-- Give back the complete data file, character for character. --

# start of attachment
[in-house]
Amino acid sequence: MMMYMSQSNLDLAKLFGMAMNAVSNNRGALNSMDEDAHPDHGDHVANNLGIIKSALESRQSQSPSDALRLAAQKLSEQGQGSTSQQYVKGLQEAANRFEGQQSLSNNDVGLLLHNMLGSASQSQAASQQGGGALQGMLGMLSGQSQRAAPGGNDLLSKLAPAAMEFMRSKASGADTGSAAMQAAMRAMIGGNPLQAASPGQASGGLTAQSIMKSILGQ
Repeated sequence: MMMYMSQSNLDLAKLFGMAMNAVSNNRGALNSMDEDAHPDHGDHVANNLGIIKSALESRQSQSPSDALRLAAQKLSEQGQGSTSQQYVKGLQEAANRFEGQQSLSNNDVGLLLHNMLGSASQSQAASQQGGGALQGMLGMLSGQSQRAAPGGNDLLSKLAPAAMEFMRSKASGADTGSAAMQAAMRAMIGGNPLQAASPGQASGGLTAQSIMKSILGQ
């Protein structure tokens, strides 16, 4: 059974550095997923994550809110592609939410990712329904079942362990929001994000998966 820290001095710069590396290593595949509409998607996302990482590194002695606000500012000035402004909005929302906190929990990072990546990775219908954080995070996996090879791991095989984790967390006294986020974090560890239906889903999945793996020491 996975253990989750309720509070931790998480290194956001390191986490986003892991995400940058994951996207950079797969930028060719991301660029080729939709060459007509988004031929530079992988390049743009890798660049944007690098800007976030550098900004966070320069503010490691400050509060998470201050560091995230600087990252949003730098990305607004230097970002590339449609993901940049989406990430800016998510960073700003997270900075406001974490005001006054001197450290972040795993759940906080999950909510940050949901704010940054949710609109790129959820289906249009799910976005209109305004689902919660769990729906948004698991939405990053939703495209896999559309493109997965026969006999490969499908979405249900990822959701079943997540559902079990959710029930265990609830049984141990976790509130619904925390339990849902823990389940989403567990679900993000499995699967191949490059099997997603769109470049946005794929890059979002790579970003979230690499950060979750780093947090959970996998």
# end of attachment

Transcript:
[in-house]
Amino acid sequence: MMMYMSQSNLDLAKLFGMAMNAVSNNRGALNSMDEDAHPDHGDHVANNLGIIKSALESRQSQSPSDALRLAAQKLSEQGQGSTSQQYVKGLQEAANRFEGQQSLSNNDVGLLLHNMLGSASQSQAASQQGGGALQGMLGMLSGQSQRAAPGGNDLLSKLAPAAMEFMRSKASGADTGSAAMQAAMRAMIGGNPLQAASPGQASGGLTAQSIMKSILGQ
Repeated sequence: MMMYMSQSNLDLAKLFGMAMNAVSNNRGALNSMDEDAHPDHGDHVANNLGIIKSALESRQSQSPSDALRLAAQKLSEQGQGSTSQQYVKGLQEAANRFEGQQSLSNNDVGLLLHNMLGSASQSQAASQQGGGALQGMLGMLSGQSQRAAPGGNDLLSKLAPAAMEFMRSKASGADTGSAAMQAAMRAMIGGNPLQAASPGQASGGLTAQSIMKSILGQ
């Protein structure tokens, strides 16, 4: 059974550095997923994550809110592609939410990712329904079942362990929001994000998966 820290001095710069590396290593595949509409998607996302990482590194002695606000500012000035402004909005929302906190929990990072990546990775219908954080995070996996090879791991095989984790967390006294986020974090560890239906889903999945793996020491 996975253990989750309720509070931790998480290194956001390191986490986003892991995400940058994951996207950079797969930028060719991301660029080729939709060459007509988004031929530079992988390049743009890798660049944007690098800007976030550098900004966070320069503010490691400050509060998470201050560091995230600087990252949003730098990305607004230097970002590339449609993901940049989406990430800016998510960073700003997270900075406001974490005001006054001197450290972040795993759940906080999950909510940050949901704010940054949710609109790129959820289906249009799910976005209109305004689902919660769990729906948004698991939405990053939703495209896999559309493109997965026969006999490969499908979405249900990822959701079943997540559902079990959710029930265990609830049984141990976790509130619904925390339990849902823990389940989403567990679900993000499995699967191949490059099997997603769109470049946005794929890059979002790579970003979230690499950060979750780093947090959970996998």